Another considerable advantage of choosing a school in state is residential scholarships, as most states offer scholarships specifically for residents. These are scholarships that, regardless of how impressive your high school GPA was, will not be offered to you as an out-of-state student.

After weighing the costs versus the savings, I realized giving up my opportunity to foot a hefty tuition bill was one I would willingly make over and over again.

3. Being in Unknown Territory

As cliché after cliché can attest to, there are some life lessons that you can only learn while out of your comfort zone, especially while you’re traveling or on the road. Indeed seeing the world allows you to learn about different kinds of people and different perspectives on life. But, no one said that traveling has to mean leaving the country or even your state; in fact, you can reap a lot of the same benefits you would receive from crossing state lines just by visiting a city in a different part of your state. All states have cities that vary from each other geographically and architecturally, so you do not have to travel large distances to experience something new.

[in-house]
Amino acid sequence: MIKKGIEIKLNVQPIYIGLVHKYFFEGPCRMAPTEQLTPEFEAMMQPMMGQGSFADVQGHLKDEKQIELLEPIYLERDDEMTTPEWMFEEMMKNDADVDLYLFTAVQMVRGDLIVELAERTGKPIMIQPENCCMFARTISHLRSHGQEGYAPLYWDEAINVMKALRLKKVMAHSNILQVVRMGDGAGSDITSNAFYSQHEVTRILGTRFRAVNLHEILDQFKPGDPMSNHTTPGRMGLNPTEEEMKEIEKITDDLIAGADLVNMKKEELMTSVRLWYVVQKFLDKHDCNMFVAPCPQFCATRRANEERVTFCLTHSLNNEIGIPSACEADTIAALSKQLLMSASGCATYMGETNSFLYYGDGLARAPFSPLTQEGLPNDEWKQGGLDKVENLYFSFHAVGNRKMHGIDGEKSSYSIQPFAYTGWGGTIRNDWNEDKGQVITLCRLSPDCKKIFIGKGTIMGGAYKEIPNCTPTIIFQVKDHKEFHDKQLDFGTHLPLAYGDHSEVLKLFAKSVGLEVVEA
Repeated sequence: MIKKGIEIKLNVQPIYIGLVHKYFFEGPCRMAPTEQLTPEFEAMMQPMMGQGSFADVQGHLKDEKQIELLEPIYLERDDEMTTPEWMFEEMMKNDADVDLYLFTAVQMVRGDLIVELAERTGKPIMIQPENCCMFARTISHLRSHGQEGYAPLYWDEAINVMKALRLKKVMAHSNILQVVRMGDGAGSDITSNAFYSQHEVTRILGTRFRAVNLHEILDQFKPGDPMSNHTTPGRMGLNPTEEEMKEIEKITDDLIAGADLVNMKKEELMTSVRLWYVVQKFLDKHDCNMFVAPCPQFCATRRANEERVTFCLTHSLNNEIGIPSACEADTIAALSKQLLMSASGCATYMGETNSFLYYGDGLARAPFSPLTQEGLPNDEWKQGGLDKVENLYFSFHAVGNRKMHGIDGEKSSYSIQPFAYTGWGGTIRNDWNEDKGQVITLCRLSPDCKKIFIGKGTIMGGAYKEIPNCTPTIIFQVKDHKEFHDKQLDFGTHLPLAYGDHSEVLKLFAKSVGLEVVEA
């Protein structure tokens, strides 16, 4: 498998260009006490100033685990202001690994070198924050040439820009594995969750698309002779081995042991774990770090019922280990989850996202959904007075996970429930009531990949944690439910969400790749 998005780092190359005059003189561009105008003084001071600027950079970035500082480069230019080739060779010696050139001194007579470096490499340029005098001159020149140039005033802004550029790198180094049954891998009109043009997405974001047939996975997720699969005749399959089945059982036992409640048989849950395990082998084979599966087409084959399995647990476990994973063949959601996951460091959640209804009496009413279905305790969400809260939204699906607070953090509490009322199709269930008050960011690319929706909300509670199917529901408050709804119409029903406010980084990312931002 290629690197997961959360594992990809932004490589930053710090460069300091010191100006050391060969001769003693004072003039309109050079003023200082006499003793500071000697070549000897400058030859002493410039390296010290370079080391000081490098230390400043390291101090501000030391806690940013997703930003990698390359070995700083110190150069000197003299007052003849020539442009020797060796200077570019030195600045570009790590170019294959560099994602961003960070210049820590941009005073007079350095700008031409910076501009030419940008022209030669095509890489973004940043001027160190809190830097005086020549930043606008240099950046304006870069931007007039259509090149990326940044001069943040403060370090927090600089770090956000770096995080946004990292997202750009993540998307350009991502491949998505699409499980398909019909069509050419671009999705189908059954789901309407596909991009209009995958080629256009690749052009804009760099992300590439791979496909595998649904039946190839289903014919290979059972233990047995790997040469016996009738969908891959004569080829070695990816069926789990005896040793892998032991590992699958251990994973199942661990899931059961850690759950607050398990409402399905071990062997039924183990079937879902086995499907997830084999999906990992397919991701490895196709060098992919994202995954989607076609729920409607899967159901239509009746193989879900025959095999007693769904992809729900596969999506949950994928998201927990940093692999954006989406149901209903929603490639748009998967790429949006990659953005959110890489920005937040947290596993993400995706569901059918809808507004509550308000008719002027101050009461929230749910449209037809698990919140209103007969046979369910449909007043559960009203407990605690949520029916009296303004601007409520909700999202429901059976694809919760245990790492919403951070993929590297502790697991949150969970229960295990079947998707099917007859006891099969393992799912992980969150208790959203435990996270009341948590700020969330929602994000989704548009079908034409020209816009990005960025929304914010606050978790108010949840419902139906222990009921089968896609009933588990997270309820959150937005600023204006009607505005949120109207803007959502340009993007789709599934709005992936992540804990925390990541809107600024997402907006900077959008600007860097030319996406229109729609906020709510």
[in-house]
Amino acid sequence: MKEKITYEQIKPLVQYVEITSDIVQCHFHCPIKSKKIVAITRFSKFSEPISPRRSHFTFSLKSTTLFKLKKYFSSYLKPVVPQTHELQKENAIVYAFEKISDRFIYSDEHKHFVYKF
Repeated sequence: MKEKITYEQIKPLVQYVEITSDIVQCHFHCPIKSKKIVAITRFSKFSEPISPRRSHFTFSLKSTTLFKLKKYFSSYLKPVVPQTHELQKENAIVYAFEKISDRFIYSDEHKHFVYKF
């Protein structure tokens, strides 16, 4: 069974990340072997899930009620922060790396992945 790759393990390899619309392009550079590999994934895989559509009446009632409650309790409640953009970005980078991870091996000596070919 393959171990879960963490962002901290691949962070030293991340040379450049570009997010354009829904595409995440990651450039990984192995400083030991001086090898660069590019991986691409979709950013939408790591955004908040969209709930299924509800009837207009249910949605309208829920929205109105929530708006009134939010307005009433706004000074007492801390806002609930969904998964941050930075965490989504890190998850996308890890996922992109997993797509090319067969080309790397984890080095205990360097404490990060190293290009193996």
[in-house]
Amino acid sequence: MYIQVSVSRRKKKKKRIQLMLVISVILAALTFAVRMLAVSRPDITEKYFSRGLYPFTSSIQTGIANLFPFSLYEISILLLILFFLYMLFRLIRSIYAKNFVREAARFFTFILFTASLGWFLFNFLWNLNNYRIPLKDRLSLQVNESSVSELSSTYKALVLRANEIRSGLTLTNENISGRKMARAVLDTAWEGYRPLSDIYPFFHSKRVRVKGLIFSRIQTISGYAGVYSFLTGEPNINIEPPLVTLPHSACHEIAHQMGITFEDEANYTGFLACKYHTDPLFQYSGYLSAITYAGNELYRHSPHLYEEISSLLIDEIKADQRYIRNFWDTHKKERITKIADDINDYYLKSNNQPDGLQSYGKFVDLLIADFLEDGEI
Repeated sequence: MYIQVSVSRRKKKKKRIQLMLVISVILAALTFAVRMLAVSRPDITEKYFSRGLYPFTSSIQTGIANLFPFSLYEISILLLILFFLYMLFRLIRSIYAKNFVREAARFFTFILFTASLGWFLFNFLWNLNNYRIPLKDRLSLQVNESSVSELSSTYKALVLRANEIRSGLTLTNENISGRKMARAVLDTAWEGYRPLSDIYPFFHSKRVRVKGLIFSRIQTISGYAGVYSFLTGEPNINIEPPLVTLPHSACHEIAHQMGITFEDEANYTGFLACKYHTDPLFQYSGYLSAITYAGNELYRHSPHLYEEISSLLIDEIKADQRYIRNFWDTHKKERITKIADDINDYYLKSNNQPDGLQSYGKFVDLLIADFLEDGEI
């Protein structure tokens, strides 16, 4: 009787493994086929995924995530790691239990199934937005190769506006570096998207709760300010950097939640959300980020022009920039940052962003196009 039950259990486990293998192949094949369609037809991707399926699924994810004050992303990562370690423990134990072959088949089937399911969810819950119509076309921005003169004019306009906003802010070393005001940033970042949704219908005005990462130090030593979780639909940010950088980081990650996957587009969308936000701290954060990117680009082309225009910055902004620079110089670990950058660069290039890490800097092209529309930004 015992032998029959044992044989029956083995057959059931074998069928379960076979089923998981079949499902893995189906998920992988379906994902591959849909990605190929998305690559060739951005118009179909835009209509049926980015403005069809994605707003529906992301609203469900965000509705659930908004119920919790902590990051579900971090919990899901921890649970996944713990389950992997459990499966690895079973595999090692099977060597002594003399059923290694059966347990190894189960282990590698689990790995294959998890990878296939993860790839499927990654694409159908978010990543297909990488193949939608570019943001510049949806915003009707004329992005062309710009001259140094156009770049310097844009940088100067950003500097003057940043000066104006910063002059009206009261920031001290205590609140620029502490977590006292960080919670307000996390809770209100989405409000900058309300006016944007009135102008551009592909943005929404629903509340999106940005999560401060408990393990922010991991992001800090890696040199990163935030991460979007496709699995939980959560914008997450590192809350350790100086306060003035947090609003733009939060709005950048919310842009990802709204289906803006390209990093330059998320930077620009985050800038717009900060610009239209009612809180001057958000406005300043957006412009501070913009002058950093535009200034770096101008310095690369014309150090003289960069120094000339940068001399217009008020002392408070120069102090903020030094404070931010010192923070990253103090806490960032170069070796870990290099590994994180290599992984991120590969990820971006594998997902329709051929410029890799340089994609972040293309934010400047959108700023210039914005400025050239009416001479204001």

Even though I chose an in-state school, I experienced the same change of scenery and appreciation for the world I would have gotten by attending a school is a different state. Moreover, just as the geography and architecture of cities vary, so do the people within those cities. Even within the same state, people from other cities will have different accents or mannerisms that make them just as unique as the landscape of their town.

As an additional bonus, choosing to attend a school within the same state means avoiding the sensation of being in unknown territory. A different city in the same still is still a place that you are familiar with—a place that can still feel like home, whereas traveling to another state to attend an out-of-state school does not offer the same luxury. All in all, the decision to remain in state for college turned being a fish out of water into being a fish in a new pond.